The most common form will be from family members in employment (husband, wife, grandparents living with the family, older children) or the contributions from a supporting sponsor. These contributions should be tax deductable. By foregoing the tax on contributions to ensure a modest pension and health insurance for Family Managers, the state invests in the future. In reality the state gains as these monies would not have flowed into the pension and health insurance funds.
Another form of self funding could arise from the Family Managers themselves, from part time employment or working from home. The Family Manager pays the social service contributions and receives a tax deduction. In our opinion full time employment for Family Managers is out of the question.
It is natural and desirable that in families with higher incomes the Family Managers can opt for a higher level of health and pension cover. It is our hope that as society develops in parallel with a rising living standard the „Family Manager contributions” will gradually increase to the minimum wage level. We we would like to emphasize that the level of payments to ensure a modest pension and health cover for Family Managers as recommended by us is in addition to entitlements under existing law (eg unemployment benefit, regular social welfare payments, aged supplements, child support, nursing expenses, etc.) and independently of them, contributions be made into the pension and health insurance funds. The Family Manager does not receive these amounts but is notified of the balance via the receipt of regular statements.
The only Family Managers we see having problems are those where the whole family lives below the poverty line. It is an important goal of society that their number declines.
To reach this goal the creation of workplaces is an indispensible requirement. Only for those families below the poverty line it will be necessary to make the contributions (pension/healthcare) out of specially set up funds, European Union assistance or out of the government budget.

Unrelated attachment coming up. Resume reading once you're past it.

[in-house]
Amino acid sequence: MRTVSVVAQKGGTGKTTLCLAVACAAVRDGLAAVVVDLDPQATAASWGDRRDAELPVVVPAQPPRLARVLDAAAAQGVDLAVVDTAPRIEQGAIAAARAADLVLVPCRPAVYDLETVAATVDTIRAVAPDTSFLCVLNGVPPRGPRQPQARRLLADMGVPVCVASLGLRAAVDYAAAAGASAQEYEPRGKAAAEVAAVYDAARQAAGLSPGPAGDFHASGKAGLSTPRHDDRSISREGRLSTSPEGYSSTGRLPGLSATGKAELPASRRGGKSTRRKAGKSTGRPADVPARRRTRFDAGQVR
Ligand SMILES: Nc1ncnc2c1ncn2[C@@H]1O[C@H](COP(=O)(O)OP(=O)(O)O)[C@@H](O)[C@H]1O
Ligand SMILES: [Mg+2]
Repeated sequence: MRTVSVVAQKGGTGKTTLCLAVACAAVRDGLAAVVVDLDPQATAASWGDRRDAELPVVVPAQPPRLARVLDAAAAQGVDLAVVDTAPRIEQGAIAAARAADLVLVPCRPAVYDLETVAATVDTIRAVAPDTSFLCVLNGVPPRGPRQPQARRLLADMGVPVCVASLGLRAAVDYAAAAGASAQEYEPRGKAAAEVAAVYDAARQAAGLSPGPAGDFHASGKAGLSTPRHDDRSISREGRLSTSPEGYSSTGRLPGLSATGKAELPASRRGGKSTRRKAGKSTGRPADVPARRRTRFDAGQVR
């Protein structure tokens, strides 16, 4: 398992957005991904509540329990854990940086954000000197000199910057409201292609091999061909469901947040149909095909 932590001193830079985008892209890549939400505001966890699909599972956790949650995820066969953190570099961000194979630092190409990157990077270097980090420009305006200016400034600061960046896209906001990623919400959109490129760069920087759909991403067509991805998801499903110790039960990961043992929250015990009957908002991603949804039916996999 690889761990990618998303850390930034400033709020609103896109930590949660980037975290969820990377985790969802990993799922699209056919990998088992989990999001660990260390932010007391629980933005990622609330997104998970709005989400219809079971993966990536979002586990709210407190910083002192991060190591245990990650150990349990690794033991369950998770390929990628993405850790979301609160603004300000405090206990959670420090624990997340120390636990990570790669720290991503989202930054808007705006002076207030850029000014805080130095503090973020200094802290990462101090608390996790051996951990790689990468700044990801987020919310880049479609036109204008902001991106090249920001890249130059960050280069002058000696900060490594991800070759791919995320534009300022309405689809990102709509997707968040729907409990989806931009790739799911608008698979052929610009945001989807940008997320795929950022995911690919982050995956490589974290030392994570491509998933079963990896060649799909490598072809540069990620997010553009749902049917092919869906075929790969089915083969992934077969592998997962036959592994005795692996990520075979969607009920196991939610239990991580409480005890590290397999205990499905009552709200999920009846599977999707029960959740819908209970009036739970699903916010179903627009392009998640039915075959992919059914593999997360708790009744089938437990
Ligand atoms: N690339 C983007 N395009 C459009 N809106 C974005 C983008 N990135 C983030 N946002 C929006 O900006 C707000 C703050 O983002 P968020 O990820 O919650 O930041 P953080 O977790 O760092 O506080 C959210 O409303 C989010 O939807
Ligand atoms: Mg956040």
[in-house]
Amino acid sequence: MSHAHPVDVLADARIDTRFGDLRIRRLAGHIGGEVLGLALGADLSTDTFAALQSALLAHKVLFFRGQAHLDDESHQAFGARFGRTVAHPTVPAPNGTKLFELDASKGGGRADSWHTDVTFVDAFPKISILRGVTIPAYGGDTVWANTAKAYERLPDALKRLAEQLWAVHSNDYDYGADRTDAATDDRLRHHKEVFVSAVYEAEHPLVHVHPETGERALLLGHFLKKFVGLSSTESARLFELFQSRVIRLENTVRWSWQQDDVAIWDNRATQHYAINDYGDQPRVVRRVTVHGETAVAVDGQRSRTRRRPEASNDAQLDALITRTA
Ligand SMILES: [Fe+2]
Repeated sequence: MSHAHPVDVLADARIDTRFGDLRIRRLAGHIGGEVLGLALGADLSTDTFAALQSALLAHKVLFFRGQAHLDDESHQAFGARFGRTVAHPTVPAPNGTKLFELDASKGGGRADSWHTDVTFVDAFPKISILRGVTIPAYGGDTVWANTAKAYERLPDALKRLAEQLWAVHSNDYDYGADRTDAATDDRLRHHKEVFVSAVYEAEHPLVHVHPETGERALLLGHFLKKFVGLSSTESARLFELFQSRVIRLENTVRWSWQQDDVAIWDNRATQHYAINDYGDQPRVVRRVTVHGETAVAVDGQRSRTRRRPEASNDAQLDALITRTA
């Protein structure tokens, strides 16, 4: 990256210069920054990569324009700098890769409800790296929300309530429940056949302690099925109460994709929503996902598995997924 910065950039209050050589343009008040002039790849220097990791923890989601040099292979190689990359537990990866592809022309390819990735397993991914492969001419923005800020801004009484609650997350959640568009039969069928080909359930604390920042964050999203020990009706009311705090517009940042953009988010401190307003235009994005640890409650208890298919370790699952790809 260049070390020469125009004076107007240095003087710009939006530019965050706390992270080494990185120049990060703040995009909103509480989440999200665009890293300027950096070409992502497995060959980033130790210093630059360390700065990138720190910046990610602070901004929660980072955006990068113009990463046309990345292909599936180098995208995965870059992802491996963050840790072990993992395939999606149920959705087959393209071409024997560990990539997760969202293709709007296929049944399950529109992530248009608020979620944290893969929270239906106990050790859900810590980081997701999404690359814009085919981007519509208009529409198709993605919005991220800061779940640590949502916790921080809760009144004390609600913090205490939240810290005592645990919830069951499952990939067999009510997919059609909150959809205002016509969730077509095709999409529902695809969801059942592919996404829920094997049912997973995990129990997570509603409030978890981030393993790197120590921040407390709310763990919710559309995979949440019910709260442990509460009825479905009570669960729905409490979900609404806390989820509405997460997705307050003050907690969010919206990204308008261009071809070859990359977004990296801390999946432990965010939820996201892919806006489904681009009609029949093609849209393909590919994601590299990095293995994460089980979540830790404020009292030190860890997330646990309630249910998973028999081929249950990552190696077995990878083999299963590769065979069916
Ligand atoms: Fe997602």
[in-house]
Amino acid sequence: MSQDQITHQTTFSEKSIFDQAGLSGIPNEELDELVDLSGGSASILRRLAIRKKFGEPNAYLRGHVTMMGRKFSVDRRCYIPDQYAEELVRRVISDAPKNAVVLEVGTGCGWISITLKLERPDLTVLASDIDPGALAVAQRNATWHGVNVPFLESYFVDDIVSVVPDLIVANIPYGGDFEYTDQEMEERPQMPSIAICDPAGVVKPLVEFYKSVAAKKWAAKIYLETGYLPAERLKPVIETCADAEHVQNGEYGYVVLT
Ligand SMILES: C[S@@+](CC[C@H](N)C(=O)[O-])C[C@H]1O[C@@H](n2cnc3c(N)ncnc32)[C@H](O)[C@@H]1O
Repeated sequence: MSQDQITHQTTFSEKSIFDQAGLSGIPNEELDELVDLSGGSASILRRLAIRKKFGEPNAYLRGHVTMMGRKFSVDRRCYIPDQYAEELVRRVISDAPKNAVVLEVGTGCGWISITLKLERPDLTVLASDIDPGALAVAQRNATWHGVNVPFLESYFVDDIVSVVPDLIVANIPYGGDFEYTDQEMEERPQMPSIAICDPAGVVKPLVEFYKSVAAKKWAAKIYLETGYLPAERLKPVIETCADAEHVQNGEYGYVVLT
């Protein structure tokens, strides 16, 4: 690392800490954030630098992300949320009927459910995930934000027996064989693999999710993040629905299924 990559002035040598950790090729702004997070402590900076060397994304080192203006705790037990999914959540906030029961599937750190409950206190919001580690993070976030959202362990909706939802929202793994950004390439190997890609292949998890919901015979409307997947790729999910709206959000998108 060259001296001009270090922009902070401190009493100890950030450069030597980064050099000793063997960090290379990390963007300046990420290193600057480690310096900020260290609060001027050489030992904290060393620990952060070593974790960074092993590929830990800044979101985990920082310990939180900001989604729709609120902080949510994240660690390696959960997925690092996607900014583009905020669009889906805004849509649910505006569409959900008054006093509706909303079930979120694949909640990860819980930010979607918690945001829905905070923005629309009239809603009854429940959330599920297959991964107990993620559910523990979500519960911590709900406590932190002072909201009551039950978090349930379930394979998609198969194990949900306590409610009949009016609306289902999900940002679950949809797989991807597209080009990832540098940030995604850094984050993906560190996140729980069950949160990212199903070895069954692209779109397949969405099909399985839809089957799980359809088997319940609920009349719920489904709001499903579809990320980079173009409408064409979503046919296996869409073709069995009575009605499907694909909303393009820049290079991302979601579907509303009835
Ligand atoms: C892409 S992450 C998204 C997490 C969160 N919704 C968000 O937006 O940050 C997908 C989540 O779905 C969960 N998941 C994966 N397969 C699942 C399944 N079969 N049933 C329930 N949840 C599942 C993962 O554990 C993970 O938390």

Quality Assurance

Family Managers are in fact „employees” of the family or the state. From time to time it is necessary to assess that service is at an appropriate level and to provide assistance. This task can be carried out via the local employment office with the aid of social workers. In smaller villages volunteers can fill this role eg retired teachers, community development workers, who via regular family visits become aware of the successes and failures of Family Managers. With appropriate empathy they could help establish friendships, smaller/larger communities and clubs. Even in the smallest of villages it would be possible to hold further development presentations and workshops. It is important that the Family Managers should consider these visits as help not harrasment. In many cases the „isolation syndrome” affecting the stay at home is preventable. Those Family Managers living close to each other—with the support of the visiting case worker—can increasingly provide mutual help and support. At the same time case workers will become aware of families in which there are problems so serious that to solve them requires outside intervention (eg local government, medical maybe even the police).

Expected Outcomes

The recognition of Family Managers as a profession and occupation could within a short time and at a reasonable cost, lead to a significant decline in unemployment. Many people could be encouraged to undertake further education. It would be a perfect fit with the family tax program. It would increase the numbers with pension entitlements and health insurance, in addition it increases the security at a social level of those functioning for the family and raises their self worth. It would strengthen families. In the long run it could lower the rate of divorce. It would mean great steps from the „nuclear” towards a united cooperative communal society. It would encourage part time work, work from the home and the establishment of these types of workplaces.


Authors: Dr Julianna Farkas, ophthalmologist and Dr Lajos Molnár, radiologist, pediatrician and infectious diseases specialist

Eglish translation by Andrea Hegyesi and Geza Reisinger